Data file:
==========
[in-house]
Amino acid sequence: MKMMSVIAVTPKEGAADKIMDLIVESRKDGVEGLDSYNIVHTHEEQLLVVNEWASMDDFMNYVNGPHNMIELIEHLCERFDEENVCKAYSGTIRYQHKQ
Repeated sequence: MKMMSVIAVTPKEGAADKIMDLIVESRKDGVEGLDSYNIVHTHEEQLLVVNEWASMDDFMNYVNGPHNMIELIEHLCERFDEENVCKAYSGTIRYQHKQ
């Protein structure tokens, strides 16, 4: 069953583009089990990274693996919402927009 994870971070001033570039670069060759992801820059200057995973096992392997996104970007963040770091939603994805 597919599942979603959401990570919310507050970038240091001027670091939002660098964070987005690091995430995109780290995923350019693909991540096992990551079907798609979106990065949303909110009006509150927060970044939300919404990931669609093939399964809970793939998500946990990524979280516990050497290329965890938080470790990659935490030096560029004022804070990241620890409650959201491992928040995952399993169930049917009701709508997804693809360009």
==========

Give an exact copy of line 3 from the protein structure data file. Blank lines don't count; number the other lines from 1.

Repeated sequence: MKMMSVIAVTPKEGAADKIMDLIVESRKDGVEGLDSYNIVHTHEEQLLVVNEWASMDDFMNYVNGPHNMIELIEHLCERFDEENVCKAYSGTIRYQHKQ